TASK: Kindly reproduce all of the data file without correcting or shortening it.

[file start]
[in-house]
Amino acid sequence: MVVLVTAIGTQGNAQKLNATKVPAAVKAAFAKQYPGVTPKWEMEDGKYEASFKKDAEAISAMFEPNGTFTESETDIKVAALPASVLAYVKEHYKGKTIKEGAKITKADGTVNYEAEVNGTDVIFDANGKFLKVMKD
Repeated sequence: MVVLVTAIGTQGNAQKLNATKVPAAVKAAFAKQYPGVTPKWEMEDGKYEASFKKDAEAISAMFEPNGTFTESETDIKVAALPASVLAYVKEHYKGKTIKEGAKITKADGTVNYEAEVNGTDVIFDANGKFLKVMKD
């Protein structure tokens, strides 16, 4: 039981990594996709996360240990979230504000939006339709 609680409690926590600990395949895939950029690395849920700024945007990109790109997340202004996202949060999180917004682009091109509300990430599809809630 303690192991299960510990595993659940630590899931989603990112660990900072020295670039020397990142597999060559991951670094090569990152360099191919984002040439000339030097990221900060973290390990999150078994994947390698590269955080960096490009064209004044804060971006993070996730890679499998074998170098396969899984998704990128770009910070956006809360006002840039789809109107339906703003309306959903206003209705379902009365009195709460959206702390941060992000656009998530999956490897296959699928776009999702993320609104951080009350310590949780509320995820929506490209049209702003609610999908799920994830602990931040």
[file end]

[in-house]
Amino acid sequence: MVVLVTAIGTQGNAQKLNATKVPAAVKAAFAKQYPGVTPKWEMEDGKYEASFKKDAEAISAMFEPNGTFTESETDIKVAALPASVLAYVKEHYKGKTIKEGAKITKADGTVNYEAEVNGTDVIFDANGKFLKVMKD
Repeated sequence: MVVLVTAIGTQGNAQKLNATKVPAAVKAAFAKQYPGVTPKWEMEDGKYEASFKKDAEAISAMFEPNGTFTESETDIKVAALPASVLAYVKEHYKGKTIKEGAKITKADGTVNYEAEVNGTDVIFDANGKFLKVMKD
């Protein structure tokens, strides 16, 4: 039981990594996709996360240990979230504000939006339709 609680409690926590600990395949895939950029690395849920700024945007990109790109997340202004996202949060999180917004682009091109509300990430599809809630 303690192991299960510990595993659940630590899931989603990112660990900072020295670039020397990142597999060559991951670094090569990152360099191919984002040439000339030097990221900060973290390990999150078994994947390698590269955080960096490009064209004044804060971006993070996730890679499998074998170098396969899984998704990128770009910070956006809360006002840039789809109107339906703003309306959903206003209705379902009365009195709460959206702390941060992000656009998530999956490897296959699928776009999702993320609104951080009350310590949780509320995820929506490209049209702003609610999908799920994830602990931040």